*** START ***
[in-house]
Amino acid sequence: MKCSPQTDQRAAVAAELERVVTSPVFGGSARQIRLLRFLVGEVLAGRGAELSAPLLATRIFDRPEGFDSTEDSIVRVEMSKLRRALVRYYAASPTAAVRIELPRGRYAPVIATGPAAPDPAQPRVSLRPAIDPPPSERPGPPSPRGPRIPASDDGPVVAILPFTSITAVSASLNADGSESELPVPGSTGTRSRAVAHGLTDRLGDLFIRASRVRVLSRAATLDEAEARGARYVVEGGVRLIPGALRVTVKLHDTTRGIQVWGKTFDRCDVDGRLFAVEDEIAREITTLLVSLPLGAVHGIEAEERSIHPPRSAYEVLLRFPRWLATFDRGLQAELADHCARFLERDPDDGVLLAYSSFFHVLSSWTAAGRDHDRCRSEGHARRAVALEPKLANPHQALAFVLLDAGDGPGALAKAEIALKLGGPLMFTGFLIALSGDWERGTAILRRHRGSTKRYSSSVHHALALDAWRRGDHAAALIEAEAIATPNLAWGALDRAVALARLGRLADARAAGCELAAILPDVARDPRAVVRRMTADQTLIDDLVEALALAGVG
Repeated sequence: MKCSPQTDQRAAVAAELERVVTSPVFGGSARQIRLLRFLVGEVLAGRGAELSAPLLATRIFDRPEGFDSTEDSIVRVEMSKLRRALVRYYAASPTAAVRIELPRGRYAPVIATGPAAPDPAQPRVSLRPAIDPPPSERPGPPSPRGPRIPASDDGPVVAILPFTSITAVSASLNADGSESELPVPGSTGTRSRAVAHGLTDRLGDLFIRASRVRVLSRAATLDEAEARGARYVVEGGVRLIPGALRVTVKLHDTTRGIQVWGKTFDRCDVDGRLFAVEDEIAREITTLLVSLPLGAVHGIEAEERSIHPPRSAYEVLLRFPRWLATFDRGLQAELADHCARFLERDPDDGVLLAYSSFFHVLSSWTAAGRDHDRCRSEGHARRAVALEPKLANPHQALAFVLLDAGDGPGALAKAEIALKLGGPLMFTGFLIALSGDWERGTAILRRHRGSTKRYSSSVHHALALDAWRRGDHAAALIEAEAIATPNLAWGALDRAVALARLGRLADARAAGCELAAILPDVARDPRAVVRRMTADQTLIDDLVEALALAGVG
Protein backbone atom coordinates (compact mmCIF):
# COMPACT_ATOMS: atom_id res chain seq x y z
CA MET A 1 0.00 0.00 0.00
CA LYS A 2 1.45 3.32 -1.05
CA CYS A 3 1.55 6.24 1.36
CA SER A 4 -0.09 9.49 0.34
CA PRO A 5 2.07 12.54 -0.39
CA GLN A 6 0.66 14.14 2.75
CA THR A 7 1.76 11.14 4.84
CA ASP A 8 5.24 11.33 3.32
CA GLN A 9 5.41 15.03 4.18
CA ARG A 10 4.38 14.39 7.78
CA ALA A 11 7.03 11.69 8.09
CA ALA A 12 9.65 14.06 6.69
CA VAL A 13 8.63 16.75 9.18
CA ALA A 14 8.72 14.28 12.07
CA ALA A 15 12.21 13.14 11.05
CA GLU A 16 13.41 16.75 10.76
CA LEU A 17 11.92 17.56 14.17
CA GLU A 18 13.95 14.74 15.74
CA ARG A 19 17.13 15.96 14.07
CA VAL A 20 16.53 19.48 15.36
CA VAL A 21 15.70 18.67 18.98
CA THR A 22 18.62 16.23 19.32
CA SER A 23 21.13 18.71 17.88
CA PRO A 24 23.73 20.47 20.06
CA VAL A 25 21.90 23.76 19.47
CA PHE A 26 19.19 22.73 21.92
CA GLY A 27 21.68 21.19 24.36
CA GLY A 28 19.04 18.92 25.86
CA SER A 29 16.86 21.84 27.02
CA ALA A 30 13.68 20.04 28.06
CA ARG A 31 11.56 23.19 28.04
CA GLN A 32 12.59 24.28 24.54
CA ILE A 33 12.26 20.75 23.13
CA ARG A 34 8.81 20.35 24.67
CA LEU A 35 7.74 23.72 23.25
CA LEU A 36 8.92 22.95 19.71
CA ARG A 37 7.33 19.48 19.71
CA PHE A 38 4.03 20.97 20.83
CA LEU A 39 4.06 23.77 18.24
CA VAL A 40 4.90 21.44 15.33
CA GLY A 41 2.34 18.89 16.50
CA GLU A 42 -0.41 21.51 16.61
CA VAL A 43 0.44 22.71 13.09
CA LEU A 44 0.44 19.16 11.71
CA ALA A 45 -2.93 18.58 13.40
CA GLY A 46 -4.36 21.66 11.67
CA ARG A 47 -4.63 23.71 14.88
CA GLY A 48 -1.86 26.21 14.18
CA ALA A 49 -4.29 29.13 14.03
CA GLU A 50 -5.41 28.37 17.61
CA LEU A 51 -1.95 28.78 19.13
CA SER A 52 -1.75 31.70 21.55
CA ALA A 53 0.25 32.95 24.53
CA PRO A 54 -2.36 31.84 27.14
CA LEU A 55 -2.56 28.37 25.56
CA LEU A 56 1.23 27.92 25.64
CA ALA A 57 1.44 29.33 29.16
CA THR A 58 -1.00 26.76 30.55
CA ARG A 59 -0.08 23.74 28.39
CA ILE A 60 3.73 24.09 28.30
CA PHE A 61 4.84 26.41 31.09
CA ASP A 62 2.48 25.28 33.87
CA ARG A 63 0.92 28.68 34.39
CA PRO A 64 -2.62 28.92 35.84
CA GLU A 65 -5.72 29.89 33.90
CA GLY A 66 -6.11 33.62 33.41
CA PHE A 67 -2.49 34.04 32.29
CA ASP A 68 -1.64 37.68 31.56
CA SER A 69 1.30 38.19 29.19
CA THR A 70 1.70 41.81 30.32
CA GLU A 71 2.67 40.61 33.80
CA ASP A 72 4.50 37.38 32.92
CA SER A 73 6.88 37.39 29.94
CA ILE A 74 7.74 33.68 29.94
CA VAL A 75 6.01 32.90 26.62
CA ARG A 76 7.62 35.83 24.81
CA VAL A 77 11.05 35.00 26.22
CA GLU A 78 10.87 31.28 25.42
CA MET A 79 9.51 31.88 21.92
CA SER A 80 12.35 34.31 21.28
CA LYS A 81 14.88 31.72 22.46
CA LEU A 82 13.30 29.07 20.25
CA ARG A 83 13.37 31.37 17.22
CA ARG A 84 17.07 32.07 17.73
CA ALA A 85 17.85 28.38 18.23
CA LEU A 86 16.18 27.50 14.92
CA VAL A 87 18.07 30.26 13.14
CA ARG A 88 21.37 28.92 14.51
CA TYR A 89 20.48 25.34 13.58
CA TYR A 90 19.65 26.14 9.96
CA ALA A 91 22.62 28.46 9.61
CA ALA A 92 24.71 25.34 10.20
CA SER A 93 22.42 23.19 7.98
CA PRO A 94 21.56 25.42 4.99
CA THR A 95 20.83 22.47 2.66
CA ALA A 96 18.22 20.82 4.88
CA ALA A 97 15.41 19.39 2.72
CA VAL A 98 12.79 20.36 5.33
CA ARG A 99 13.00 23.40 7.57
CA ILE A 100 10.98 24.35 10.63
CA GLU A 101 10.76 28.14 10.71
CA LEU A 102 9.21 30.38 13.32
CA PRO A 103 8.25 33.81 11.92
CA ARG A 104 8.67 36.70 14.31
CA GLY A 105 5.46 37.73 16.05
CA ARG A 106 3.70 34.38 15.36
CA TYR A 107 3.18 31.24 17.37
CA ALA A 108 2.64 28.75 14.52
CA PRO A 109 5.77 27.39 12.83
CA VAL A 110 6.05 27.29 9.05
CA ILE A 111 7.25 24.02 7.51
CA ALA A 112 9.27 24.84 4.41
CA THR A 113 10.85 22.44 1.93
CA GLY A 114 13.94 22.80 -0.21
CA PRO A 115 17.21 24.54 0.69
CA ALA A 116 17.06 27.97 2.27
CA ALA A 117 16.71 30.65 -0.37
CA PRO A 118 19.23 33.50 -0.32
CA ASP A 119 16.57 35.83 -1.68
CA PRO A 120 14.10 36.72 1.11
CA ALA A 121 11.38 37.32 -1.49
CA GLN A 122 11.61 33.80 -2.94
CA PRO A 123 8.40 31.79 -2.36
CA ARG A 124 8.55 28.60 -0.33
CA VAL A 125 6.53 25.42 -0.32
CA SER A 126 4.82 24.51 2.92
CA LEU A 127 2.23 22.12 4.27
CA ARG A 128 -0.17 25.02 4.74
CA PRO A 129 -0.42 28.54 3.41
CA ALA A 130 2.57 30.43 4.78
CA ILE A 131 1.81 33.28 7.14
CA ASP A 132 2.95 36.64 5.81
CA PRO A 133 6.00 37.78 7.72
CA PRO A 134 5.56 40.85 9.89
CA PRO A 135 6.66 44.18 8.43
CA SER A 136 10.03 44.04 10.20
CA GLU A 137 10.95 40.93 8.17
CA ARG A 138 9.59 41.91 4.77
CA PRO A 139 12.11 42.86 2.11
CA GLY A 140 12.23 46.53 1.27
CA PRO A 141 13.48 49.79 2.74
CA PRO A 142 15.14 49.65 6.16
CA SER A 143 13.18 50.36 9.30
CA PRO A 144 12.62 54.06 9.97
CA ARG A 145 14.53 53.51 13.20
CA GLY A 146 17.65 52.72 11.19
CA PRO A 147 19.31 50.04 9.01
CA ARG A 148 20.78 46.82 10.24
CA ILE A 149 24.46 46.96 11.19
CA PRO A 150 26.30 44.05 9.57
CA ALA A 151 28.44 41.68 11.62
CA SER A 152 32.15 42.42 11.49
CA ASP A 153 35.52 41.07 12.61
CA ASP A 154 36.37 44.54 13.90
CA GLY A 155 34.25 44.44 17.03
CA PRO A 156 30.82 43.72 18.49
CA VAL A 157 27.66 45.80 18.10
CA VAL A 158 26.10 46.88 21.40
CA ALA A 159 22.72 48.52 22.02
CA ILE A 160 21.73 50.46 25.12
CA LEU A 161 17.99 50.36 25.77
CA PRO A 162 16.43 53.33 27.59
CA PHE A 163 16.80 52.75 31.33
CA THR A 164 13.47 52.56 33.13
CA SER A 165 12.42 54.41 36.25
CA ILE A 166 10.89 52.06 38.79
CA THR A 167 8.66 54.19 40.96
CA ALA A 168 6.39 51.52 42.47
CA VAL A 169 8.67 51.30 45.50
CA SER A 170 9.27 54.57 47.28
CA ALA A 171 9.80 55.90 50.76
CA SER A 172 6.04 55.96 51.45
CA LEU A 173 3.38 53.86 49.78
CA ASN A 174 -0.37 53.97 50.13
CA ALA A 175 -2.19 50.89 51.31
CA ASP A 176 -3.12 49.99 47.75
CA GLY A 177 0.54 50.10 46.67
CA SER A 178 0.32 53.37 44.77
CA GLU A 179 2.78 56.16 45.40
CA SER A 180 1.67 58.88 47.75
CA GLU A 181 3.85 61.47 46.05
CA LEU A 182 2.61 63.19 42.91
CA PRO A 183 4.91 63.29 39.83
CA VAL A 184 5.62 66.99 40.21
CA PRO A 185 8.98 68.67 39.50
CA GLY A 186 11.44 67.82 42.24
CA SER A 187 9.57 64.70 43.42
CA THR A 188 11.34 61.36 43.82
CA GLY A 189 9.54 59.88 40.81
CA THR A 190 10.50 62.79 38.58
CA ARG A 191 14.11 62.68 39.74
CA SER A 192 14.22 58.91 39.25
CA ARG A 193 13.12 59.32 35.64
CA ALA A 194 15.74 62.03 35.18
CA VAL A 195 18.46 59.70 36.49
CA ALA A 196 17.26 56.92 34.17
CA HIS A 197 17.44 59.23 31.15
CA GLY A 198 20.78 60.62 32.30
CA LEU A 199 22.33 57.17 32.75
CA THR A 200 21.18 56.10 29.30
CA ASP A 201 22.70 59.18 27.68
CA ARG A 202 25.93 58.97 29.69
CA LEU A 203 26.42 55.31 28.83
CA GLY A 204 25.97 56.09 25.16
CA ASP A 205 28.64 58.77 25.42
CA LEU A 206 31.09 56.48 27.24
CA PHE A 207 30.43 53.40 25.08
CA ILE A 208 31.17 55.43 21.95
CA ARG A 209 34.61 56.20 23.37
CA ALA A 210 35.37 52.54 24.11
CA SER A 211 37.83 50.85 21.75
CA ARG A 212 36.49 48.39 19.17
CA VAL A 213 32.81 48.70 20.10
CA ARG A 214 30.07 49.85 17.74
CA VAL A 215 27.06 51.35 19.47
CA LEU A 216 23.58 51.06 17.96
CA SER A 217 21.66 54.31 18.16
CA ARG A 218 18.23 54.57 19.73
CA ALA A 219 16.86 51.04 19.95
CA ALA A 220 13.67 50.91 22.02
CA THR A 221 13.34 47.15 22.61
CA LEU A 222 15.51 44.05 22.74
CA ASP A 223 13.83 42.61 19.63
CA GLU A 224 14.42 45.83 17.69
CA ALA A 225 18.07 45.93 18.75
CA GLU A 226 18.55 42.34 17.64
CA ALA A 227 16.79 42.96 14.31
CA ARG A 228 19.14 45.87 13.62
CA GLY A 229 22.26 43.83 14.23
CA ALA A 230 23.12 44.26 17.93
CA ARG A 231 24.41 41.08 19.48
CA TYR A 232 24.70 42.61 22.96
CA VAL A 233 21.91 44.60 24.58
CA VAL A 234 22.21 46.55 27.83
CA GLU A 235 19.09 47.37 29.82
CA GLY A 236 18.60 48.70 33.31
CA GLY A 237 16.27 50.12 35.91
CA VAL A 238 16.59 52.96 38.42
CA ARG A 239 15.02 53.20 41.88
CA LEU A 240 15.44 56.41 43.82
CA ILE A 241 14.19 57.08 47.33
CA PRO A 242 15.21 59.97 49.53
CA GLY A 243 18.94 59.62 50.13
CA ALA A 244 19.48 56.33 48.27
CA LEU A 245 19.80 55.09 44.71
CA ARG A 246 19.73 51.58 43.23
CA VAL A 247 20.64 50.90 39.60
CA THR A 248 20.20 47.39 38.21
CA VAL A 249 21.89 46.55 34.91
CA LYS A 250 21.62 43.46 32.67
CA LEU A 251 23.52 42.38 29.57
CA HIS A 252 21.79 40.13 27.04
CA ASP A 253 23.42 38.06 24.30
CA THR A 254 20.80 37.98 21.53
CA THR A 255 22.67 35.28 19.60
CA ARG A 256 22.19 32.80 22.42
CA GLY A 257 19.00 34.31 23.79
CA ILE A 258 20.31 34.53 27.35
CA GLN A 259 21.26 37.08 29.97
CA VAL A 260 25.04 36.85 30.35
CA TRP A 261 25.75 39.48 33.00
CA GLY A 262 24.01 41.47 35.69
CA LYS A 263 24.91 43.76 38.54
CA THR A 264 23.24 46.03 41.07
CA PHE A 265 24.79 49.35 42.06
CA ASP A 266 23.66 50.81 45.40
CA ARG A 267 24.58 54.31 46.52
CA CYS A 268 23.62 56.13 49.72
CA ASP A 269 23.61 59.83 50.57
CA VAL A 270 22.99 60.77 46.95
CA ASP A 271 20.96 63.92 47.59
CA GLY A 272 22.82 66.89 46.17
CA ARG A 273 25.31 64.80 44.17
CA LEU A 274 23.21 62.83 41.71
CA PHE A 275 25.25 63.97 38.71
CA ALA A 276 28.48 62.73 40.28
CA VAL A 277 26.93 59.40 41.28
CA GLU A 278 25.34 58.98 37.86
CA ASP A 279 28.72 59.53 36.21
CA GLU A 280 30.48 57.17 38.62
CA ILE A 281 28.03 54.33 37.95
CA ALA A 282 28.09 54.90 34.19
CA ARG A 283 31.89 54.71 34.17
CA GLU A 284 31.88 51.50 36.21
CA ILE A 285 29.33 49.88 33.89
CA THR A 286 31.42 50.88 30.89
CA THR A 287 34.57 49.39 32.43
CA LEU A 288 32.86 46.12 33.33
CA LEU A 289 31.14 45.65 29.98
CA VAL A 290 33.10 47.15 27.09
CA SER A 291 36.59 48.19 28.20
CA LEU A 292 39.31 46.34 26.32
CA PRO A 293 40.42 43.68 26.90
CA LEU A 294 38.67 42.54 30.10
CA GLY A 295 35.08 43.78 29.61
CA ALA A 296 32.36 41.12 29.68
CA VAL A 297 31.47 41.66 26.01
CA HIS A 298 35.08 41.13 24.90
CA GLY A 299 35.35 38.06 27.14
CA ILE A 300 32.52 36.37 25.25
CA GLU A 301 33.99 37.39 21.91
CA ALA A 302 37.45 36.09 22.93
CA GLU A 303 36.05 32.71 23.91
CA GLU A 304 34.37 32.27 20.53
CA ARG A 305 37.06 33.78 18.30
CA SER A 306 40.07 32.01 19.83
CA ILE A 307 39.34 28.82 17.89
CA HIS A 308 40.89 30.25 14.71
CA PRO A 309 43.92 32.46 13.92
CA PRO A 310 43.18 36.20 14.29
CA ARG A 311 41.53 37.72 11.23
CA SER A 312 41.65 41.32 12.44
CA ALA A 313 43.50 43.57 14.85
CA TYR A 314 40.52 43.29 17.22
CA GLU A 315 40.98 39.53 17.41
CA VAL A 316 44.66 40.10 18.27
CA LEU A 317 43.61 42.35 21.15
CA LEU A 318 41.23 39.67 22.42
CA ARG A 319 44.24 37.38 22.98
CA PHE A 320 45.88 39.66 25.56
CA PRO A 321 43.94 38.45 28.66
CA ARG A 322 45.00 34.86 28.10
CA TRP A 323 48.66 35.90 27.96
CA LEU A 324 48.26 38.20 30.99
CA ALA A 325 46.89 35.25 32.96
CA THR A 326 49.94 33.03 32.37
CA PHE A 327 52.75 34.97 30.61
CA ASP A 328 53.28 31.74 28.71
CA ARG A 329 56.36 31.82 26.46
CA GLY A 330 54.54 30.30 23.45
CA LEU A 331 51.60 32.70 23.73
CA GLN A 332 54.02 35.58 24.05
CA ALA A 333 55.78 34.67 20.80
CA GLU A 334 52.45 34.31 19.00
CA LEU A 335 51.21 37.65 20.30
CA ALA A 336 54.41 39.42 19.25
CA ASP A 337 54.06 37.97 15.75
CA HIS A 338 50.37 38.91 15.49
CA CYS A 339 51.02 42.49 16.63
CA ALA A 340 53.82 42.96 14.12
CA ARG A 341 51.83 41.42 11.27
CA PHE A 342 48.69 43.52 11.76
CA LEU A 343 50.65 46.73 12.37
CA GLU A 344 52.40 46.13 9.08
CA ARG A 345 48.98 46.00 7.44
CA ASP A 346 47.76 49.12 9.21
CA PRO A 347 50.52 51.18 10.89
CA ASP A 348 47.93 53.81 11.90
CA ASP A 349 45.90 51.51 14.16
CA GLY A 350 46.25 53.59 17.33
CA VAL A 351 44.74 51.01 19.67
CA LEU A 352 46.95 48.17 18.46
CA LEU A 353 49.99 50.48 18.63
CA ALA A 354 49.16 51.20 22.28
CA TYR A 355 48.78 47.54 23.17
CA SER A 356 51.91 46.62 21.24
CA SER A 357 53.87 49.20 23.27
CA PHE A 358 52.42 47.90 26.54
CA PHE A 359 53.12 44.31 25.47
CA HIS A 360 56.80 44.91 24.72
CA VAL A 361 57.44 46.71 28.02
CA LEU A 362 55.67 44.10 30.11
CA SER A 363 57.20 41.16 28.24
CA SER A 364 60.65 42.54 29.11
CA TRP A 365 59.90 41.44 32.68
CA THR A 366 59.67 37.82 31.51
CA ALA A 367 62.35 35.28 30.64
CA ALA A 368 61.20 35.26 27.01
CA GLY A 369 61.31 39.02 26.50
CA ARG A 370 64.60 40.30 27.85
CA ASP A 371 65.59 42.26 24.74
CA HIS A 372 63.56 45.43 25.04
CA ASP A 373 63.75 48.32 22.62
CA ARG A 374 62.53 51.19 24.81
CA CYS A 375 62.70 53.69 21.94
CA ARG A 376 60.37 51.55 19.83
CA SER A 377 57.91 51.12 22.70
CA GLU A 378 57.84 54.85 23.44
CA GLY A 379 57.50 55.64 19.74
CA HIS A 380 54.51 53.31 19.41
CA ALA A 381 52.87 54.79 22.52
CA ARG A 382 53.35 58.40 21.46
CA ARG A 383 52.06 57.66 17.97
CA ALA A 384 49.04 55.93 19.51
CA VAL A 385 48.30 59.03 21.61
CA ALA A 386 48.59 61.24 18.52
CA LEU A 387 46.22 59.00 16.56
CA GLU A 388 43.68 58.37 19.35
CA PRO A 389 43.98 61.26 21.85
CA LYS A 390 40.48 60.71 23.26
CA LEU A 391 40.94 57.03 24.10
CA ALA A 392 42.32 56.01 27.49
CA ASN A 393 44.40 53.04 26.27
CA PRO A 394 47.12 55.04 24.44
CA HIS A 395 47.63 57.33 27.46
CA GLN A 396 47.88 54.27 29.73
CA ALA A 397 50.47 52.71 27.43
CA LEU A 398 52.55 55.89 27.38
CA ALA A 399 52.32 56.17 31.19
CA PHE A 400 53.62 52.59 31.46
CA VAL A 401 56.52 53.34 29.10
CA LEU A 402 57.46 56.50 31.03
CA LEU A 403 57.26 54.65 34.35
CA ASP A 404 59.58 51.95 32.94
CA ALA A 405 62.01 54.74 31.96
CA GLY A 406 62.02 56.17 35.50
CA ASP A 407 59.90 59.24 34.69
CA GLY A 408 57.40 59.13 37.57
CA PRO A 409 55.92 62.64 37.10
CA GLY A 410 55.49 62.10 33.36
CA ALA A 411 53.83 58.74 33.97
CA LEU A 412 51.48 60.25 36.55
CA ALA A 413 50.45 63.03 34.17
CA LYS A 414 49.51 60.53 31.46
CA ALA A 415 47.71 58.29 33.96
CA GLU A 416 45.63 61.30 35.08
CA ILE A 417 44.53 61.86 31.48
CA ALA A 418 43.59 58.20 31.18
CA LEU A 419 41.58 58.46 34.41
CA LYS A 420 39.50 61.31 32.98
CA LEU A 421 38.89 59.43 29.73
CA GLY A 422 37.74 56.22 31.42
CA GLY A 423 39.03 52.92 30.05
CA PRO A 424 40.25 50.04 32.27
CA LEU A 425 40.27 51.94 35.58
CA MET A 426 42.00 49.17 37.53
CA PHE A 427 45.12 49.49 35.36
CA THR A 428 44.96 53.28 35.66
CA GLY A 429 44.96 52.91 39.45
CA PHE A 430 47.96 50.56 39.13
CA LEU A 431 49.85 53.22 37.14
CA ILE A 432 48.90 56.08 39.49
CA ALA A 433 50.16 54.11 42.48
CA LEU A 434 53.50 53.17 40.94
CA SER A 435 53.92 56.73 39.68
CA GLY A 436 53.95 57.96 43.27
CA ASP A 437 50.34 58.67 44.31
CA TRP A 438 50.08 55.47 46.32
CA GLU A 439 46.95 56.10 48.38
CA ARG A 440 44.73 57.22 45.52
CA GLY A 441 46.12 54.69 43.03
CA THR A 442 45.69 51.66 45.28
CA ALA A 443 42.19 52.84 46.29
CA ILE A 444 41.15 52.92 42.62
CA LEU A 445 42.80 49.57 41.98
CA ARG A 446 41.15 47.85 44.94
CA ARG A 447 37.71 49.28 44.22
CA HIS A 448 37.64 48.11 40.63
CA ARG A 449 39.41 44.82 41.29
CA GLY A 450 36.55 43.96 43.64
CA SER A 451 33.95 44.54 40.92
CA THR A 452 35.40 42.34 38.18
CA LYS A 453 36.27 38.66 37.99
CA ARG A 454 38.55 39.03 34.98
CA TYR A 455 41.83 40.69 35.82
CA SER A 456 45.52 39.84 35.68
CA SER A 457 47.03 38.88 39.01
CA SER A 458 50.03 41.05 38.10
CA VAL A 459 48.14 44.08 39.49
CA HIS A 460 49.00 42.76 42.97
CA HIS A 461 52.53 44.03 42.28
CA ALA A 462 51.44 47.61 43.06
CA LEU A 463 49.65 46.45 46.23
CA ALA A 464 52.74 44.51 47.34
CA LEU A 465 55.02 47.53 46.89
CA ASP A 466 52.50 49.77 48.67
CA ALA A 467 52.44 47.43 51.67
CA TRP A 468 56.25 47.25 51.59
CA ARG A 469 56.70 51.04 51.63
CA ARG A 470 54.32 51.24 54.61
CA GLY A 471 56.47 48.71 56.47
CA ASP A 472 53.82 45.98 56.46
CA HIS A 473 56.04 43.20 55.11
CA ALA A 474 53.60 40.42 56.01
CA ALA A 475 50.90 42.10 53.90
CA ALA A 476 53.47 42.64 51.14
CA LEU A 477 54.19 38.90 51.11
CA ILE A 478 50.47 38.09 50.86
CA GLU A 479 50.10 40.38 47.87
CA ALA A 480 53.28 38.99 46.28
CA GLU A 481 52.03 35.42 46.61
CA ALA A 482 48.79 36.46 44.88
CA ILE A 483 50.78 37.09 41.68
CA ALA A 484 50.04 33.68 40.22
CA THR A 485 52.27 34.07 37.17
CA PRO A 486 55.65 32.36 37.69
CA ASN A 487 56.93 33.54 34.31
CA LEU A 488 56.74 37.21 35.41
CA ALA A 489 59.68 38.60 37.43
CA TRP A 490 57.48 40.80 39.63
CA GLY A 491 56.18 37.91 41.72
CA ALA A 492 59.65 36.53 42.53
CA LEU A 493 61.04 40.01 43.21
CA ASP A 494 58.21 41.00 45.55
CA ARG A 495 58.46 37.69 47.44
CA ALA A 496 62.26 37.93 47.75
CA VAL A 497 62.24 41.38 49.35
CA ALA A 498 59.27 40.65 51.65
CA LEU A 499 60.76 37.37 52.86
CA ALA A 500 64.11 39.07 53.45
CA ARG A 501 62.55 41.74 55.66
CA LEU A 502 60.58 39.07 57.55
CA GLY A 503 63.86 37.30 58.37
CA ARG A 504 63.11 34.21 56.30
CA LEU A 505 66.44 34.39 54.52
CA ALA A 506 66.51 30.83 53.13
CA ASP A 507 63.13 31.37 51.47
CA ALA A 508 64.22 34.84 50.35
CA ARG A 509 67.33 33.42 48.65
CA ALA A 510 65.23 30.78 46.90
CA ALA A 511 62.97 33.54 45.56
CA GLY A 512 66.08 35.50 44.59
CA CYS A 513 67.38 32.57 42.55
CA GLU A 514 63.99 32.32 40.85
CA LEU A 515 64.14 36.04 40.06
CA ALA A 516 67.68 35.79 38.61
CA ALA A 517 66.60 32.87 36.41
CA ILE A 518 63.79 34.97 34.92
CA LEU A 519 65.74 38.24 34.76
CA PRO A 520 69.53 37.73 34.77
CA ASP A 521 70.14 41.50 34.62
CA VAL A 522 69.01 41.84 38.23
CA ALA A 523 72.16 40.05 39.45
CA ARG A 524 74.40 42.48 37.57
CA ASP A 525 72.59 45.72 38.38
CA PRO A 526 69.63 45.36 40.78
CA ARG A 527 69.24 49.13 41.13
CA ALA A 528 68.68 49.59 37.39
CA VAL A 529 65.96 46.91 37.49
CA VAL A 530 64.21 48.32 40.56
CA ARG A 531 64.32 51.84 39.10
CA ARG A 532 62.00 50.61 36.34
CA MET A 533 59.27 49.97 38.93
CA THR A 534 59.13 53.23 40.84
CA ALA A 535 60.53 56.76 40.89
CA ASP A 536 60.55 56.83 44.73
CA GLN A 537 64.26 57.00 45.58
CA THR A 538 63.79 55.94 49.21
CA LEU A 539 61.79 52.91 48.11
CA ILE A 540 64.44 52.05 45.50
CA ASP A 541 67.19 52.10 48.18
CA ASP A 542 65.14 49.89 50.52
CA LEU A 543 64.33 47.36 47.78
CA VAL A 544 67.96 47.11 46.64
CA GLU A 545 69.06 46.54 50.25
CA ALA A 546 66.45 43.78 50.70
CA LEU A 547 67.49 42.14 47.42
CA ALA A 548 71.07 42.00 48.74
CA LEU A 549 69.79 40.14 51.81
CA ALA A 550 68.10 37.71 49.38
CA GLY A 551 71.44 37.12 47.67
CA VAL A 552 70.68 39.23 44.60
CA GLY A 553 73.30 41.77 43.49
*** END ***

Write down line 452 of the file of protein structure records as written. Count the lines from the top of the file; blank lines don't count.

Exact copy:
CA ARG A 447 37.71 49.28 44.22